One such group, Human Rights Campaign, has voiced strong opposition to Judge Barrett’s confirmation, declaring her an “absolute threat to LGBTQ rights“.

Judge Barrett has also ruled in favour of President Trump’s hardline immigration policies and expressed views in favour of expansive gun rights.

Image copyright

Image caption

Judge Barrett clerked for the late Justice Antonin Scalia

Conservatives hope she will help to invalidate Obamacare, the health insurance programme that was introduced by President Trump’s democratic predecessor, Barack Obama.

Some 20 million Americans could lose their health coverage if the court overturns the Affordable Care Act (ACA).

Democrats have rallied support over this issue, but it is thought unlikely that the Supreme Court w

Continue Reading


Megan Thee Stallion: What do we know about the rapper’s alleged shooting?





Megan Thee Stallion and Tory LanezImage copyright
Getty Images

Rappers Megan Thee Stallion and Tory Lanez are back in the news, after Tory denied shooting Megan in the feet in one of his new songs.

The case has led to several high-profile rows in the US music industry.

It has also sparked a debate about perceptions of gender-based violence against black women, and concerns within the African American community about police brutality.

Authorities in Los Angeles say investigations are ongoing.

How did this begin?

During the early hours of 12 July, police responded to a “shots fired” incident in the Hollywood Hills, the Los Angeles Police Department (LAPD) said in a statement.

An argument is reported to have taken place inside a vehicle, with shots fired into the air, before the vehicle left the scene.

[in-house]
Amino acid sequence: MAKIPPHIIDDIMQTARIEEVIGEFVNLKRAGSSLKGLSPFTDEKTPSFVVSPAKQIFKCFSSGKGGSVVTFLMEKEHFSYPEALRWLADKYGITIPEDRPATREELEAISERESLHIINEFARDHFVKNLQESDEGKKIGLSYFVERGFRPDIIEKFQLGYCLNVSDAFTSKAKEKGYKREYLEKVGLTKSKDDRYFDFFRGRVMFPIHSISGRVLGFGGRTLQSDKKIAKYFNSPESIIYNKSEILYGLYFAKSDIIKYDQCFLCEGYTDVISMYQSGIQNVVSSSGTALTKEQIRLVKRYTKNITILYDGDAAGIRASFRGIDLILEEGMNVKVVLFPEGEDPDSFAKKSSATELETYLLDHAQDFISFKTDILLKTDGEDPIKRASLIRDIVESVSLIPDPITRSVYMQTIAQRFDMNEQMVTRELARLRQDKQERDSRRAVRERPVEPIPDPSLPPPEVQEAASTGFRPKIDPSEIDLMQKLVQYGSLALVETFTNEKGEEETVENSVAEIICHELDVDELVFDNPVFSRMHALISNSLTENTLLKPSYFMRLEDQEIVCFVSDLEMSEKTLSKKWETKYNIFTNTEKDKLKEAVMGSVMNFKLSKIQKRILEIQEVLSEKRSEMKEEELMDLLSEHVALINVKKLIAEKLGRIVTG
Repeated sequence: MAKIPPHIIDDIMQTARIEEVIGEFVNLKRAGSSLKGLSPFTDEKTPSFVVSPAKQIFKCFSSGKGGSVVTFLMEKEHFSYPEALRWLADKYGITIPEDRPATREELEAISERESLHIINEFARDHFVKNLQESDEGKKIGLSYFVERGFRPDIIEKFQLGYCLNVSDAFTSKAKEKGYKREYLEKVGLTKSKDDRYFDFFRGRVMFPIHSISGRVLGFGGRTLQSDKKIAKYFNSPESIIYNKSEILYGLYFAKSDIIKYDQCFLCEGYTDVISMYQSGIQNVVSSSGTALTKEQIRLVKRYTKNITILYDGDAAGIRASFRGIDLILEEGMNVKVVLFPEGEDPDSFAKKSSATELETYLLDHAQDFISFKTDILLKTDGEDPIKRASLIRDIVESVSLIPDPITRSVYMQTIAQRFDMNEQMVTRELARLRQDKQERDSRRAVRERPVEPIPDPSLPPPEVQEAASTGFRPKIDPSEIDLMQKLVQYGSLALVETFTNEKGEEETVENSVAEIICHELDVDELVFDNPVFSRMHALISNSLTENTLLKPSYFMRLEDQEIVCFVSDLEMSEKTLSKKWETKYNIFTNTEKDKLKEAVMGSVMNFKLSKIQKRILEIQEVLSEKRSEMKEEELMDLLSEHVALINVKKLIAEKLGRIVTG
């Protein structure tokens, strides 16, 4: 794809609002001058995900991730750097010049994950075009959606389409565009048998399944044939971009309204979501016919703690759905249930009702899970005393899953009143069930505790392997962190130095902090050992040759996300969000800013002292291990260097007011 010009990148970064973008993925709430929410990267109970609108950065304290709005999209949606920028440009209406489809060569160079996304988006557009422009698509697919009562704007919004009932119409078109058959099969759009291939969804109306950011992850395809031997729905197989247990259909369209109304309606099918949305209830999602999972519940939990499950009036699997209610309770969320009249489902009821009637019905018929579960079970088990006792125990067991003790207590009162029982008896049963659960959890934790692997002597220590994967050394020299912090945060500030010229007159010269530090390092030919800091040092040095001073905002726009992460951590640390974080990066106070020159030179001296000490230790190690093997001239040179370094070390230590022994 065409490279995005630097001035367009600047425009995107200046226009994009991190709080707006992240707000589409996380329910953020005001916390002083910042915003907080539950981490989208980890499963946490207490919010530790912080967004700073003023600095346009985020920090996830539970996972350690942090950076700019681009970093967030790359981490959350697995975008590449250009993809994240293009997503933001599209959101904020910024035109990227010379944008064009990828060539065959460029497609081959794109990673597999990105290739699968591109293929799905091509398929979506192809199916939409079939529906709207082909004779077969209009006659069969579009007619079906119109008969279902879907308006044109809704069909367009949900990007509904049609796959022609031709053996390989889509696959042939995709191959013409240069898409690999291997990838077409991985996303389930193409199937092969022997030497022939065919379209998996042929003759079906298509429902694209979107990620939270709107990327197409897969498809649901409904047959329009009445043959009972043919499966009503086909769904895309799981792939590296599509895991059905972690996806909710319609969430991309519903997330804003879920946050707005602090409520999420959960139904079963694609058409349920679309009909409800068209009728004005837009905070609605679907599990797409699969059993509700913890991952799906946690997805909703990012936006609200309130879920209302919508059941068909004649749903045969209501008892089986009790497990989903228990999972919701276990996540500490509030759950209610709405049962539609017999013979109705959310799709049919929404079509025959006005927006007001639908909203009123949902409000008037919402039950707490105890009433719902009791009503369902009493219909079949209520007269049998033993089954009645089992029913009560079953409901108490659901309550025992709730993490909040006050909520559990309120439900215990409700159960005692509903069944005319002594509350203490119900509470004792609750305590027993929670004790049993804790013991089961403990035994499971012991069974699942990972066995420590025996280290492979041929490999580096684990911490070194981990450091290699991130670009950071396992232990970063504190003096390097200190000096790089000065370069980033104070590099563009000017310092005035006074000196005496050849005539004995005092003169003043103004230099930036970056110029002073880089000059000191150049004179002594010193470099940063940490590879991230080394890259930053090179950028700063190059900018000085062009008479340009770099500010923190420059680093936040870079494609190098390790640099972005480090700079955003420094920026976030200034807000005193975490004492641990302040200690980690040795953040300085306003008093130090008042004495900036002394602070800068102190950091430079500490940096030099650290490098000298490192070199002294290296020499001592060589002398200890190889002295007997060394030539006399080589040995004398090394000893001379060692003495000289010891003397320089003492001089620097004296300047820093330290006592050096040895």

The LAPD said officers then conducted a “traffic stop” on a vehicle matching a description provided by eyewitnesses, and “multiple individuals were detained”.

Tory Lanez, 28, whose real name is Daystar Peterson, was charged with carrying a concealed weapon and released on bail later that morning.

In a statement on 15 July, Los Angeles police said another person was brought to hospital and received treatment for an unspecified “foot injury”.

Image copyright
Getty Images

Image caption

Megan Thee Stallion alleges she was shot while walking away from Tory Lanez

Megan Thee Stallion – whose real name is Megan Pete – alleged that four people were in the car at the time: herself, a friend, Mr Peterson, and his bodyguard.

Initially, TMZ reported that Ms Pete had cut her foot from broken glass in the car. But on 15 July, she released a statement saying she had suffered “multiple gunshot wounds… done with the intention to physically harm me.”

Several days later, in an Instagram post, Ms Pete shared graphic images of the stitches in her heel, and of doctors attending to her foot.

On 20 August, for the first time, she named Mr Peterson as the alleged shooter while speaking in a video on Instagram Live. She said when police found her, she did not tell them what had allegedly happened because she feared they would start shooting if they believed a gun was involved.